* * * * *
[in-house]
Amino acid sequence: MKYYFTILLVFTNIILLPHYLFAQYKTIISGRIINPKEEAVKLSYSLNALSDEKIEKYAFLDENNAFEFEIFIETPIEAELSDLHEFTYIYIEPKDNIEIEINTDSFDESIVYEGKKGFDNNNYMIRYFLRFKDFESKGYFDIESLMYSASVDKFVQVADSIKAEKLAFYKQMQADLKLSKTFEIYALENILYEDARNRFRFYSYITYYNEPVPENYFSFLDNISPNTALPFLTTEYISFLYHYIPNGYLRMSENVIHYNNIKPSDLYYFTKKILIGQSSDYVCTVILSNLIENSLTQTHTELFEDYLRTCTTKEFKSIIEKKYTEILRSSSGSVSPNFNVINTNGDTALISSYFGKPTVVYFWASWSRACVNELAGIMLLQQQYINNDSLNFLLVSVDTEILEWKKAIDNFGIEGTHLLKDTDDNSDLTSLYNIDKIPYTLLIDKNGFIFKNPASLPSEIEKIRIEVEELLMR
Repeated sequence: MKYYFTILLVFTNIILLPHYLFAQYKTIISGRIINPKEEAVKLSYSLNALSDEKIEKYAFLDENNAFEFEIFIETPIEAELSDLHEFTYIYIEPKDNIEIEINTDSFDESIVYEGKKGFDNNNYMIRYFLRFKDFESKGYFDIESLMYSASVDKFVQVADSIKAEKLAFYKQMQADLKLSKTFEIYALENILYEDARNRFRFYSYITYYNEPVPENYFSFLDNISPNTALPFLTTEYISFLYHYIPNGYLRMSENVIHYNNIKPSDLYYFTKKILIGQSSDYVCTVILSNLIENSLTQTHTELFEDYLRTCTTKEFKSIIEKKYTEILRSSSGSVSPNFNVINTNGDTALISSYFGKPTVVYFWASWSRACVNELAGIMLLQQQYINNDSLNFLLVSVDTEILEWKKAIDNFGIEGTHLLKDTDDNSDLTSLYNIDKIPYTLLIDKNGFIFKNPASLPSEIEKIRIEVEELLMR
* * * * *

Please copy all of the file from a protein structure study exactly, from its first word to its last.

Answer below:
[in-house]
Amino acid sequence: MKYYFTILLVFTNIILLPHYLFAQYKTIISGRIINPKEEAVKLSYSLNALSDEKIEKYAFLDENNAFEFEIFIETPIEAELSDLHEFTYIYIEPKDNIEIEINTDSFDESIVYEGKKGFDNNNYMIRYFLRFKDFESKGYFDIESLMYSASVDKFVQVADSIKAEKLAFYKQMQADLKLSKTFEIYALENILYEDARNRFRFYSYITYYNEPVPENYFSFLDNISPNTALPFLTTEYISFLYHYIPNGYLRMSENVIHYNNIKPSDLYYFTKKILIGQSSDYVCTVILSNLIENSLTQTHTELFEDYLRTCTTKEFKSIIEKKYTEILRSSSGSVSPNFNVINTNGDTALISSYFGKPTVVYFWASWSRACVNELAGIMLLQQQYINNDSLNFLLVSVDTEILEWKKAIDNFGIEGTHLLKDTDDNSDLTSLYNIDKIPYTLLIDKNGFIFKNPASLPSEIEKIRIEVEELLMR
Repeated sequence: MKYYFTILLVFTNIILLPHYLFAQYKTIISGRIINPKEEAVKLSYSLNALSDEKIEKYAFLDENNAFEFEIFIETPIEAELSDLHEFTYIYIEPKDNIEIEINTDSFDESIVYEGKKGFDNNNYMIRYFLRFKDFESKGYFDIESLMYSASVDKFVQVADSIKAEKLAFYKQMQADLKLSKTFEIYALENILYEDARNRFRFYSYITYYNEPVPENYFSFLDNISPNTALPFLTTEYISFLYHYIPNGYLRMSENVIHYNNIKPSDLYYFTKKILIGQSSDYVCTVILSNLIENSLTQTHTELFEDYLRTCTTKEFKSIIEKKYTEILRSSSGSVSPNFNVINTNGDTALISSYFGKPTVVYFWASWSRACVNELAGIMLLQQQYINNDSLNFLLVSVDTEILEWKKAIDNFGIEGTHLLKDTDDNSDLTSLYNIDKIPYTLLIDKNGFIFKNPASLPSEIEKIRIEVEELLMR